Please Note: This article is written for users of the following Microsoft Excel versions: 97, 2000, 2002, and 2003. If you are using a later version (Excel 2007 or later), this tip may not work for you. For a version of this tip written specifically for later versions of Excel, click here: Leap Years and Fiscal Periods.

# Leap Years and Fiscal Periods

Written by Allen Wyatt (last updated March 20, 2021)
This tip applies to Excel 97, 2000, 2002, and 2003

A company's fiscal year can end at any time, not just when a calendar year ends. When putting together a worksheet, you may want to calculate a date that is one year before or after a given date that represents the end of a fiscal period. This can be done quite easily with any number of formulas, such as the following:

```=DATE(YEAR(D1)-1, MONTH(D1), DAY(D1))
```

This formula takes a date (cell D1) and subtracts a year from it. Thus, if D1 contains the date 6/30/10, then the formula returns 6/30/09.

This works great in most instances because most months have the same number of days from one year to the next. There is, of course, one exception—February. If you have a fiscal year that ends in February, the variable number of days in the month can play havoc with the above formula. If cell D1 contains 2/28/13, then the formula returns 2/28/12, when the real end of the fiscal period is 2/29/12. Similarly, if cell D1 contains 2/29/12, then the formula returns 3/1/11, which is obviously not what was intended.

There are a couple of ways you can determine the end of the fiscal period. The first is through the use of the EOMONTH function. This function is used to return the end of a month a given number of months in the past or future. For instance, if you wanted to know the last day of the month twelve months ago, you can use the following formula:

```=EOMONTH(D1,-12)
```

The EOMONTH function is part of the Analysis ToolPak, so you will need to make sure you have it installed and enabled on your system. (How you do this has been covered in other ExcelTips.)

In some instances you might not want to use EOMONTH. For example, you might be distributing the workbook to others, and you are not sure if they have the Analysis ToolPak installed on their system. In such instances you could use the following formula:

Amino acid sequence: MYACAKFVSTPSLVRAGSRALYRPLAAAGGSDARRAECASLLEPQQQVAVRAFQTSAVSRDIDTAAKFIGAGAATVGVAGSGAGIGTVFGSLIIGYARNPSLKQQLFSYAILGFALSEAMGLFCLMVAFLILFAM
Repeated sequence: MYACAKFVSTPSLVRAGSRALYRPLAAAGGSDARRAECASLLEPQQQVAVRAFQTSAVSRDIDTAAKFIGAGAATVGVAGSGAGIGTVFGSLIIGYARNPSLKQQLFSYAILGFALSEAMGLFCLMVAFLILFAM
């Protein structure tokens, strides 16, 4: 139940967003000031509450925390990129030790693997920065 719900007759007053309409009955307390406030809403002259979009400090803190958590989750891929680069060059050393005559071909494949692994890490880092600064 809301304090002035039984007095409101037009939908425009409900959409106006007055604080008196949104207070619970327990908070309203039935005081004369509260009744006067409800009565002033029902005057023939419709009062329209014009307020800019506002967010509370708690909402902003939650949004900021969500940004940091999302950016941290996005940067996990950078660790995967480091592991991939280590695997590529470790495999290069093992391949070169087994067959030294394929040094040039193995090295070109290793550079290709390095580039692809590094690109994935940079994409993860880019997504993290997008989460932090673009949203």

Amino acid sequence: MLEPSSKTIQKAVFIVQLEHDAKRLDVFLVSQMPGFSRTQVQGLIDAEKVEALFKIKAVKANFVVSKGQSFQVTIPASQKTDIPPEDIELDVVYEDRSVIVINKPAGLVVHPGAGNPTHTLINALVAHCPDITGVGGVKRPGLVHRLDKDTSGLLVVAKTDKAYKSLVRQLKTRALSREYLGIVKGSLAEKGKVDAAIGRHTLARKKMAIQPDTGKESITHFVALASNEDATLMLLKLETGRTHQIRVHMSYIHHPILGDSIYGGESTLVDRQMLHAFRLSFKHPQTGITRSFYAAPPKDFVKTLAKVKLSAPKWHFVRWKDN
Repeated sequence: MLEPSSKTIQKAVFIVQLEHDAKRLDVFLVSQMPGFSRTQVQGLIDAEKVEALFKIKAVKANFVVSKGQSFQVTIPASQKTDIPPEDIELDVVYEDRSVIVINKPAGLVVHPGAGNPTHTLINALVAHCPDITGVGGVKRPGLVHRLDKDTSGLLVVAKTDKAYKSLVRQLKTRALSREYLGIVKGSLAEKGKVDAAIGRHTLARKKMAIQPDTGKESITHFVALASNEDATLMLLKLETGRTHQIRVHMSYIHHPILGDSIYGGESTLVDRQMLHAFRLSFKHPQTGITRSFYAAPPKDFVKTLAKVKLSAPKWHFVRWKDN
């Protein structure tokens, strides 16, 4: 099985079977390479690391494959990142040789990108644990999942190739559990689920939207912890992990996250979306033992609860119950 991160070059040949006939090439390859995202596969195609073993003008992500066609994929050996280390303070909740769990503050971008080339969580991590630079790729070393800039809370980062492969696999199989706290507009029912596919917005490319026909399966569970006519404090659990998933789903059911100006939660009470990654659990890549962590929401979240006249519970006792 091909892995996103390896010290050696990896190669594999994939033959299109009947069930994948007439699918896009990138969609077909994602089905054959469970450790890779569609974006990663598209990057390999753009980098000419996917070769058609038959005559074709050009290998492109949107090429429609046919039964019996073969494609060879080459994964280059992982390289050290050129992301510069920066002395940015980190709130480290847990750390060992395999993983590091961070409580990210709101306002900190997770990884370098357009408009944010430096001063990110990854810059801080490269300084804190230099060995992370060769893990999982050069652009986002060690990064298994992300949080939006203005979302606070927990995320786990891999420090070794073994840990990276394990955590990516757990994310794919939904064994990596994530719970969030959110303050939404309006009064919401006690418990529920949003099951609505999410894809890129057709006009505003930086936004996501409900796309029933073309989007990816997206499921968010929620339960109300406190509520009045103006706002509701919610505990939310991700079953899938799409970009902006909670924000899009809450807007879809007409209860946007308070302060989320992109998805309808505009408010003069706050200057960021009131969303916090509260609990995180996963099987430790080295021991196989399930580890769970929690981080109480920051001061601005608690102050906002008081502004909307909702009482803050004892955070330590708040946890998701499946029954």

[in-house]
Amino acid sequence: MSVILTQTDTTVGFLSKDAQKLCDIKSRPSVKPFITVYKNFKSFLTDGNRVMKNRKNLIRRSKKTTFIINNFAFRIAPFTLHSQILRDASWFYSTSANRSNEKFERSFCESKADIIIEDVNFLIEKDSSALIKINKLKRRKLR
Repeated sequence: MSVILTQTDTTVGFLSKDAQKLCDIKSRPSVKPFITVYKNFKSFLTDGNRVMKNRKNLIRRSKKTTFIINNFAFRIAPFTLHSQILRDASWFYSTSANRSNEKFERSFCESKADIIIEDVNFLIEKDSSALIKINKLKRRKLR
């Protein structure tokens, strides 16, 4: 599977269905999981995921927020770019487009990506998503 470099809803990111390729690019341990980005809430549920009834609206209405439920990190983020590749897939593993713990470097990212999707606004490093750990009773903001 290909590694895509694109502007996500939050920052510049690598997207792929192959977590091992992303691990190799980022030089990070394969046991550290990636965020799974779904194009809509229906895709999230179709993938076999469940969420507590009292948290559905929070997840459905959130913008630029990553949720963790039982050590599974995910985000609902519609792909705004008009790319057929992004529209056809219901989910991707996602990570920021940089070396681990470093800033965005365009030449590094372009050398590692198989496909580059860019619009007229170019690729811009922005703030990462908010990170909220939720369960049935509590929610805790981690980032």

```=DATE(YEAR(D1)-1, MONTH(D1)+1, 0)
```

This formula, just like the EOMONTH function, returns the end of the month for exactly one year ago. Another formula to return the end of month one year ago is as follows:

```=D1-365-(DAY(D1)<>DAY(D1-365))
```

ExcelTips is your source for cost-effective Microsoft Excel training. This tip (2314) applies to Microsoft Excel 97, 2000, 2002, and 2003. You can find a version of this tip for the ribbon interface of Excel (Excel 2007 and later) here: Leap Years and Fiscal Periods.

##### Author Bio

Allen Wyatt

With more than 50 non-fiction books and numerous magazine articles to his credit, Allen Wyatt is an internationally recognized author. He is president of Sharon Parq Associates, a computer and publishing services company. ...

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What is two less than 9?

2021-03-20 06:54:23

P de la Court

The last two formlas in this exceltip do not always give the same result:
The formula =D1-365-(DAY(D1)<>DAY(D1-365)) gives the same date in the previous year, except when D1 is February 29, in which case it returns February 28.
But if the previous year is a leap year, and the date in D1 was Feb 28, it will return Feb 28 instead of Feb 29 and therefore NOT the end of the month in that leap year.
The slightly modified formula =D1-365-(DAY(D1)>DAY(D1-365)) will return the end of month, exactly the same as =DATE(YEAR(D1)-1, MONTH(D1)+1, 0).

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